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A team of American researchers has discovered a significant cause of asthma that could result in effective prevention and management of the condition.

According to their recent report in the journal Nature Medicine, they of immunologists and pediatricians found that a viral infection in newborns leads to the impairment of regulatory facets of the immune system, increasing the chance of asthma later in life.

In their experiment, researchers repeatedly exposed infant mice to respiratory syncytial virus (RSV) through their mother´s milk. The disease eventually stripped the immune cells of the regulatory ability to stop inflammation in its lung’s passages after being exposed to a pathogen or irritant.

When an irritant enters the airways of the person with asthma, the defense mechanisms reacts to it as if it were a pathogen, resulting in the airways being inflamed and produce mucus which makes breathing difficult. This research illustrates that early exposure to RSV causes it to be hard for your body to tolerate the response of its own immune system, which makes it prone to asthma.

Previous research has revealed an association between repeated lung exposures to RSV and developing asthma later in life. A 2010 study by Swedish scientists demonstrated that 39 percent of infants come to hospital with RSV had asthma when they were 18. Additionally they noted that 9 % of their control group developed asthma without contracting RSV.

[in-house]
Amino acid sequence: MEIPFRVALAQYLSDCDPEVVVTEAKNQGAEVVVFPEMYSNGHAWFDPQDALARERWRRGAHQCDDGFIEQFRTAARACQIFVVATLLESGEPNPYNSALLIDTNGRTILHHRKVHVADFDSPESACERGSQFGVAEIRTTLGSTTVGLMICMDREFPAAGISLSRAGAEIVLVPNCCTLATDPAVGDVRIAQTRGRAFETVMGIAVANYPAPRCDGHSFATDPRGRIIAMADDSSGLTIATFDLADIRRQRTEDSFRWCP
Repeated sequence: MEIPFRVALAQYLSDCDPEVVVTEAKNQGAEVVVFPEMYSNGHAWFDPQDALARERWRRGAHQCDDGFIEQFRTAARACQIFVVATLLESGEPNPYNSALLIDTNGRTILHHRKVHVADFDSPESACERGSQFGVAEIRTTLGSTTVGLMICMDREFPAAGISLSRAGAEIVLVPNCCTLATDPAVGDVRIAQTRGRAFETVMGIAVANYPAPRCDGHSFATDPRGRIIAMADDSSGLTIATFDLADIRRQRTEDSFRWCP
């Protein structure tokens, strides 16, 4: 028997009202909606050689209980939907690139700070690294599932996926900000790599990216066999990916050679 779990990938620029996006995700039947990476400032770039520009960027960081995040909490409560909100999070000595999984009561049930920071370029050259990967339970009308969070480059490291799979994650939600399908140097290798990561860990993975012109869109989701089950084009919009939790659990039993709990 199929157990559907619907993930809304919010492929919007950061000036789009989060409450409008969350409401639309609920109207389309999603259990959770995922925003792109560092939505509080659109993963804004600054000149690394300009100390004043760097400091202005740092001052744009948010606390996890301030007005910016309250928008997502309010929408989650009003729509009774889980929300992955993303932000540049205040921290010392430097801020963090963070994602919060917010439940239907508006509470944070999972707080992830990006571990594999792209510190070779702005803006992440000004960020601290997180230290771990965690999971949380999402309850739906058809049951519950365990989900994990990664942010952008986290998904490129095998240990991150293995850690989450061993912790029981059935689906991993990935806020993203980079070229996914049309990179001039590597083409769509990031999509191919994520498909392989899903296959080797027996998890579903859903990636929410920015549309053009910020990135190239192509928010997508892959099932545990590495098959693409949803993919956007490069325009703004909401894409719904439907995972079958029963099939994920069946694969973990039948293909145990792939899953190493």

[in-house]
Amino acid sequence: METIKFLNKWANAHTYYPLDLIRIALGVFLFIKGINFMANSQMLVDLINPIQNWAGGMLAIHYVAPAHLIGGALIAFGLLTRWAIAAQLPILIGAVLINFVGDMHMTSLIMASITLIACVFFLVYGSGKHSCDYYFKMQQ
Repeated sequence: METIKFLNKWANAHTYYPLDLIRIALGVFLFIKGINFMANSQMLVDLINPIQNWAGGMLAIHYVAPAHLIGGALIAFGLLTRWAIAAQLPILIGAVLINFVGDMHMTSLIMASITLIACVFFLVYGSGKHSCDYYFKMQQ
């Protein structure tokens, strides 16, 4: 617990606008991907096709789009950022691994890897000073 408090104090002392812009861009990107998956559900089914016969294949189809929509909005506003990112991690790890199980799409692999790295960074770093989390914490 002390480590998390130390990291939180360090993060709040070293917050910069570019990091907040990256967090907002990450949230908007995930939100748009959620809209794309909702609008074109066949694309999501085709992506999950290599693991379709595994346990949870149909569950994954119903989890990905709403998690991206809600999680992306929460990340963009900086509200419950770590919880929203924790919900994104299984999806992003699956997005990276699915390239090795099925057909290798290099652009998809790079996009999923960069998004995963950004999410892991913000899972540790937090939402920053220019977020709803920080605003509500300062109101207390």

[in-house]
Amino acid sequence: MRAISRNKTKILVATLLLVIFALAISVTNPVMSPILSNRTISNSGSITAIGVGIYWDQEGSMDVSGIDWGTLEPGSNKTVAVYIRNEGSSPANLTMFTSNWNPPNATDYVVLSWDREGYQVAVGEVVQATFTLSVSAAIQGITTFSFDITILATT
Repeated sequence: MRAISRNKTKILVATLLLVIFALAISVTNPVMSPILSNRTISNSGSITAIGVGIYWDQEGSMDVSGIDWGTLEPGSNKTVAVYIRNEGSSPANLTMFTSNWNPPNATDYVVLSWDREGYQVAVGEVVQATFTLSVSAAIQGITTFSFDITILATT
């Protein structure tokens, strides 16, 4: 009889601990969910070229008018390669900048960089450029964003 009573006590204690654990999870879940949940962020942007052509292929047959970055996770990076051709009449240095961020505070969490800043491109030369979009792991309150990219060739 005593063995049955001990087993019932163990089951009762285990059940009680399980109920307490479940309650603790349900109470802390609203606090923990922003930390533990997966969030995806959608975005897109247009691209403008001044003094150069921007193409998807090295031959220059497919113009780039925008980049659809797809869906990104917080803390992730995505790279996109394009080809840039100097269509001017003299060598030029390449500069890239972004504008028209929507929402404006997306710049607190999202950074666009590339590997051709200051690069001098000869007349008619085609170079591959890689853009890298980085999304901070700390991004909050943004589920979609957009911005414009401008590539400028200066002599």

The latest study, which was led by researchers at the University of Pittsburgh´s Med school, expands on that research by giving evidence for any mechanism that drives the stop by immune tolerance.

Their experiments demonstrated that herpes suppressed regulatory T cells. According to the report, repeated exposure to RSV resulted in a “complete loss of suppressive function” from the regulatory T cells. This ultimately resulted in the mice developing asthma-like symptoms.

Researchers said the outcomes of the study pointed to a period at the begining of development when the immune system´s regulatory cells were susceptible to being “crippled”. They added this knowledge can lead to new treatments and prevention measures.

“These studies provides vital information about how viruses communicate with our immune cells and why this might result in a heightened risk of asthma,” said Malayka Rahman, from Asthma UK. “What’s really exciting may be the potential of these findings to translate into new treatments for asthma later on.”

The University of Pittsburgh study comes on the heels of a British study published earlier this year that showed boosting asthmatics’ immune systems might help lessen the quantity of asthma attacks due to viral infection.

According towards the outcomes of that relate, the therapy could prevent up to 80 % of infections that trigger asthma attacks.

“We have demonstrated the potential of cure, simply breathed in by the patient, which significantly reduces worsening of asthma symptoms and also the patient’s need to use their asthma inhaler in reaction to common cold infection,” said lead author Ratko Djukanovic, a respiratory specialist in the University of Southampton. “By presenting an defense mechanisms protein molecule, interferon beta, towards the patient’s lungs we are able to prime themselves to challenge infections more effectively.”